This reminds me of a situation I encountered many years ago when speaking at a conference in Nashville. If I am talking about body image or media literacy, I always show Tri Delta’s 2008 Fat Talk Video. This woman came up to me after my talk and had tears streaming down her face. She told me that she had a 5-year-old daughter that was starting to make comments about being fat and ugly, and she had no idea where it was coming from until she watched that video. She shared that people always comment about how much her daughter looks like her, yet she berates herself and her body every day. She hugged me and said she would never do it again.
JT: Swing to the left and try to prevent it from happening. If you know you have a family member that can’t possibly touch a carb or refrain from commenting about the latest “diet” they are on, ask that they not make comments about food or weight or exercise or bodies (or politics) around your family.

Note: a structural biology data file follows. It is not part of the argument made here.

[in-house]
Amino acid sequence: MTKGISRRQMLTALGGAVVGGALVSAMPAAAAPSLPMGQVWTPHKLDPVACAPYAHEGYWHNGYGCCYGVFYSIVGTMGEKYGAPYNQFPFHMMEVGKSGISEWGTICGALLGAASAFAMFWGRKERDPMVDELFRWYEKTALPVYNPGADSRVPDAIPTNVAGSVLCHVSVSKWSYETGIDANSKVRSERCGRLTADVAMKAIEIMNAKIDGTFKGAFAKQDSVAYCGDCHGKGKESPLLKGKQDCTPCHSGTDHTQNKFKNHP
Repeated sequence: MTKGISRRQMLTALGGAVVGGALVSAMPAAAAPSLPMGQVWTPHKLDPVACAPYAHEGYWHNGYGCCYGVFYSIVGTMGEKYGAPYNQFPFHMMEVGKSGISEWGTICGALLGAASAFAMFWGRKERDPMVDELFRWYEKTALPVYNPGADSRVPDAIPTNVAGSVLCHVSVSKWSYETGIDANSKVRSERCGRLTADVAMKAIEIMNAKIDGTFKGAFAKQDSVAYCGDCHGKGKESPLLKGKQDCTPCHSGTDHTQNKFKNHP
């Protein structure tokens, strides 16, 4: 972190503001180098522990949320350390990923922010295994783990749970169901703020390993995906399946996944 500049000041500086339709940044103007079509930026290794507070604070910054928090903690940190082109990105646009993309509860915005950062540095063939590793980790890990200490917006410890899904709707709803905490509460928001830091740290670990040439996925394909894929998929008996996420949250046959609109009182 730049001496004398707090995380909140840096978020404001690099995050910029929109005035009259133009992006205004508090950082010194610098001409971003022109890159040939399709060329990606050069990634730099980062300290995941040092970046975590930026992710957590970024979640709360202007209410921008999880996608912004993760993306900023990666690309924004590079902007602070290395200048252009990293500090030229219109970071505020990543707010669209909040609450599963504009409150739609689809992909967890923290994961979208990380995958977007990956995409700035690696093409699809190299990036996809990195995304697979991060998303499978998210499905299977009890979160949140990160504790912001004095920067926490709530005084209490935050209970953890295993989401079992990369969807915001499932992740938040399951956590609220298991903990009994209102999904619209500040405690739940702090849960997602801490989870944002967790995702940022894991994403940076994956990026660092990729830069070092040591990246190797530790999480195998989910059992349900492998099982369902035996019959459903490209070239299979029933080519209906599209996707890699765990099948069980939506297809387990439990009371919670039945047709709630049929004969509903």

Sometimes this isn’t possible, and other times well-meaning, loving people say the wrong things. They may make a flippant comment they never spend another second thinking about, and now your daughter can’t forget it. If this happens, take some time to process what happened with your daughter. Go for a walk and tell her how sorry you are that so-and-so said something absurd. Ask her how she feels. Listen to hear her and validate her feelings. If she says she’s “fine”, then tell her how angry/hurt/disappointed you are in that person. Tell her again how sorry you are, and leave the door open for further discussion. Hug her.
JT: First, New Year’s Resolutions do not have to be about weight. If you want to avoid this all together, come up with a few goals that have nothing to do with looking different.
If your daughter needs and wants to make a healthy change, help her do just that and start with one or two feasible goals, like Meatless Monday, moving in a way that feels comfortable and fun, or adding an extra fruit or vegetable each day. Make duo or family goals so she feels supported.